Electronics > Microcontrollers

Quick ESP32 project - Arduino, ESP IDF, Micropython, Tasmota?

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--- Quote from: Geoff-AU on December 06, 2022, 10:33:29 am ---Arduino (usually) sucks majorly trying to do 3 different jobs on the same microcontroller.

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I have had no problems using  FreeRTOS with Arduino, with 18 tasks running updating info for an LCD.
This book provides a good way in:

I'm still enjoying my love/hate relationship with manually coding my buffer and task synchronisation.  Well, caveat, I am on single core MCUs.  I expect I will get bored of that and it will become a chore.  So RTOS is on the list to get round to exploring.  Buffer/task synchronisation between cores really requires careful ASM coding or... using some form of OS based IPC support... which is ESP32 IDF/Arduino's approach.  Semaphores, queues, mutexes etc.

It's been a long while since I studied low level distributed IPC, but there has to be atomic test+set instructions, cache invalidation and such to ensure correct synchronisation.   Best left to something like a microkernel.

EDIT:  I wonder if ARM architecture's "conditional statement variants" could be atomic enough to provide test+set operations.  My worry would be they would only be register level operations and not memory based, making the synchronisation a lot more difiicult as cores don't share registers.

The C code such as:

_lock = get_mutex(thing);
if ( _lock != NULL ) {}

Or aggressively
while( NULL == get_mutex(thing) ) {}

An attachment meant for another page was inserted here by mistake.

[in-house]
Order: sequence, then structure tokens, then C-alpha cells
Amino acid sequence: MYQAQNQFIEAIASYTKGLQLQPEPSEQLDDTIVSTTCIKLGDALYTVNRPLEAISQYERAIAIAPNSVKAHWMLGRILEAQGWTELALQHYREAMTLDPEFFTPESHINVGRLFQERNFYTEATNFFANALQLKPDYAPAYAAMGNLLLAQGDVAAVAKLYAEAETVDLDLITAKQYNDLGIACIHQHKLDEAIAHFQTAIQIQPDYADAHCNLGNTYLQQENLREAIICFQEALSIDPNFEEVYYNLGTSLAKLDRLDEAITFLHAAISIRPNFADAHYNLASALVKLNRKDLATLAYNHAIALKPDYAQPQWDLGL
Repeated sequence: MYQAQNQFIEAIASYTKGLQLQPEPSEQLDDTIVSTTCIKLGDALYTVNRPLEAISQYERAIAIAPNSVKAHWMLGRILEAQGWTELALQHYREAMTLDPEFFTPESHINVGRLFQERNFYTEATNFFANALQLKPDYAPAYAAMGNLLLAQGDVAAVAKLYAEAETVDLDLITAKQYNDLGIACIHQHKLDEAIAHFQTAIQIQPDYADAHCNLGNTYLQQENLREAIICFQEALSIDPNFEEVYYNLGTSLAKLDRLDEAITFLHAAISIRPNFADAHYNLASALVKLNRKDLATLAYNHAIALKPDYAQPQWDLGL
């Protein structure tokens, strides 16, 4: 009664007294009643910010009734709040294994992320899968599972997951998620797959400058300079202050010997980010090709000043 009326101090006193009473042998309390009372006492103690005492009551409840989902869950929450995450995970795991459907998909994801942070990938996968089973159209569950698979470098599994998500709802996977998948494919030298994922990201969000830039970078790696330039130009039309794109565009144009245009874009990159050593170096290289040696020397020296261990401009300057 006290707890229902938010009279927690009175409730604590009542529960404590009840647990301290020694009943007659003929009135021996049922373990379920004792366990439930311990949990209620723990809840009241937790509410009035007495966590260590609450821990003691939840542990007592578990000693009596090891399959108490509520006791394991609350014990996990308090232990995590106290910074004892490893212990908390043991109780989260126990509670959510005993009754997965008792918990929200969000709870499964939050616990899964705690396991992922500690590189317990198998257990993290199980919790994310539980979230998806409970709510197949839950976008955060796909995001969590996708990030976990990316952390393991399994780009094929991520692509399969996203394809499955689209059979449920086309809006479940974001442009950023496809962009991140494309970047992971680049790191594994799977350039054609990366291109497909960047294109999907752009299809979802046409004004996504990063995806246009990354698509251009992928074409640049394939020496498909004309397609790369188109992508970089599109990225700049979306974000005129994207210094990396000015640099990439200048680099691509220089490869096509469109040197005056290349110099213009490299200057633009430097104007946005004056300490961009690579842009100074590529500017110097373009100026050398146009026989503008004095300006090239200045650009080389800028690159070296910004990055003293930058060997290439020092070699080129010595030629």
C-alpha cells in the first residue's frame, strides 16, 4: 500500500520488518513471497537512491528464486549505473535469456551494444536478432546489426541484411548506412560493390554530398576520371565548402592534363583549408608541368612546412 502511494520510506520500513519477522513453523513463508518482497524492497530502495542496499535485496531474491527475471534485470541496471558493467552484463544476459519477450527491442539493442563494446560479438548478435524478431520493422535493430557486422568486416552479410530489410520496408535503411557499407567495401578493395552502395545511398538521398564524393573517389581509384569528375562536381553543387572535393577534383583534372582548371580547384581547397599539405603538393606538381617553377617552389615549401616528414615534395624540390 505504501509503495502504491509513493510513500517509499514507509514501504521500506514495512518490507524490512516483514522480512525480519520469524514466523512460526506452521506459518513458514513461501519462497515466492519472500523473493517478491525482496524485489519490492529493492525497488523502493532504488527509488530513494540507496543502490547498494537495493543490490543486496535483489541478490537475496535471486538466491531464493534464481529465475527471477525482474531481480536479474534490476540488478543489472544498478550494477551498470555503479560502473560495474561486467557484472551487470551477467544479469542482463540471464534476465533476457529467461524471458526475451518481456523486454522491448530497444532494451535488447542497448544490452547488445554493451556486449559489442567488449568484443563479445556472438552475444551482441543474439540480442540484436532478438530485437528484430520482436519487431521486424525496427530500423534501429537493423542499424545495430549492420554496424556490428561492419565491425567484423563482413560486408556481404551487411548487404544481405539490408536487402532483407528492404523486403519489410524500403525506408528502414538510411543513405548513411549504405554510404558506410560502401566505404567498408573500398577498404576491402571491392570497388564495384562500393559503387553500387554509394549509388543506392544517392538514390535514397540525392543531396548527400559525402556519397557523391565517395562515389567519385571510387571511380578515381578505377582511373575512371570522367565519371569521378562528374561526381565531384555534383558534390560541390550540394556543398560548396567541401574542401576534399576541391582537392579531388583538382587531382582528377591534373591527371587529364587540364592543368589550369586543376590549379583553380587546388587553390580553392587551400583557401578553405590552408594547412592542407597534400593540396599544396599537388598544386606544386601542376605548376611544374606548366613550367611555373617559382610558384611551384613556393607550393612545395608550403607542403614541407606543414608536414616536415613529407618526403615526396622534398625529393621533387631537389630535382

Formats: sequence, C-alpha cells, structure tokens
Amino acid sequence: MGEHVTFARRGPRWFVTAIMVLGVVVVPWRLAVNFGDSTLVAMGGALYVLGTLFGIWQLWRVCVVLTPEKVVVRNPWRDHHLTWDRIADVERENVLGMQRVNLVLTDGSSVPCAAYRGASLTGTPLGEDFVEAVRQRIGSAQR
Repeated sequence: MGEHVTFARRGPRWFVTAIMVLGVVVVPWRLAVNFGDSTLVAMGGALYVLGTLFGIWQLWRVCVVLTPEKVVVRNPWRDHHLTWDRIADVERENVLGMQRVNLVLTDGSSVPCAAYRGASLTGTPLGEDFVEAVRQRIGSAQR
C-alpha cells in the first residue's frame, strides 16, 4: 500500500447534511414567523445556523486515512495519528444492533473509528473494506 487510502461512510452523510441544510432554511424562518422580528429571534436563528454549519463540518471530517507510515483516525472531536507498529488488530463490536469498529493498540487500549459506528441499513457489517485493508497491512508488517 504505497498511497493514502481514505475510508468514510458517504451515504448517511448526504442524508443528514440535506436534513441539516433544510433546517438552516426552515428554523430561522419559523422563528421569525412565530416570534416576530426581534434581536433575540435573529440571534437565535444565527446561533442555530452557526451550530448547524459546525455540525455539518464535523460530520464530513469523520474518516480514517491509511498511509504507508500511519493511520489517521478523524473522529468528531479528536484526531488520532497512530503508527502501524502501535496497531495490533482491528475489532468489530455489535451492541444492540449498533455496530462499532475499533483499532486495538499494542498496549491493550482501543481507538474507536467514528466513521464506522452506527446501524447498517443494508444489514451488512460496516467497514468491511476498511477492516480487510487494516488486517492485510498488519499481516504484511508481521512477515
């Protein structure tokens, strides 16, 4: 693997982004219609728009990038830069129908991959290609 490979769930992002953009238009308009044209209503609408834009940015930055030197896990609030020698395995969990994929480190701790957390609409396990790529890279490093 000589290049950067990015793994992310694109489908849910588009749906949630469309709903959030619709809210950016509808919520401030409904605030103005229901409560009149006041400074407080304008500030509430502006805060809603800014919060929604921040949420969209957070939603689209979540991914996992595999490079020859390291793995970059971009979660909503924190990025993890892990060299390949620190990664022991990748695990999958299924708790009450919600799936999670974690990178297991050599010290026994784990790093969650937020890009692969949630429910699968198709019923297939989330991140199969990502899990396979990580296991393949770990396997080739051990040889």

can be implemented in get_mutex as a test+set operation.  In one atomic instruction the memory address will be tested (is it already locked) and immediately set if it's found in a certain state (not already locked).  Such that the return in C land is a pointer to your hold on the mutex or a NULL if it was found to be already locked.  It does not matter how many cores or CPUs or PCs in a cluster attempt to do the same thing at the same time, the test+set atomic instruction will mean only one of them gets the lock.


--- Quote from: james_s on December 07, 2022, 12:39:22 am ---
--- Quote from: Geoff-AU on December 06, 2022, 11:45:20 pm ---My point is, the Arduino ecosystem is great right up until you spend a bunch of time fighting with libraries because you've blown your timing budget.  That's usually a very complex sketch though, and now that the SAMD21 and ESP32 processors are cheap and fast you can waste a lot of cycles on sinful programming shortcuts and still have enough headroom to be OK.  Arduino lets you be lazy, and fast MCUs let you be even lazier.

Haven't seen TaskManagerIO specifically but there are a ton of schedulers out there that do similar jobs.

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Arduino has plenty of warts for sure, but "x is great right up until you spend a bunch of time fighting with y because you want to do z" can apply to virtually every embedded platform.

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Exactly! That’s the point I was trying to make.


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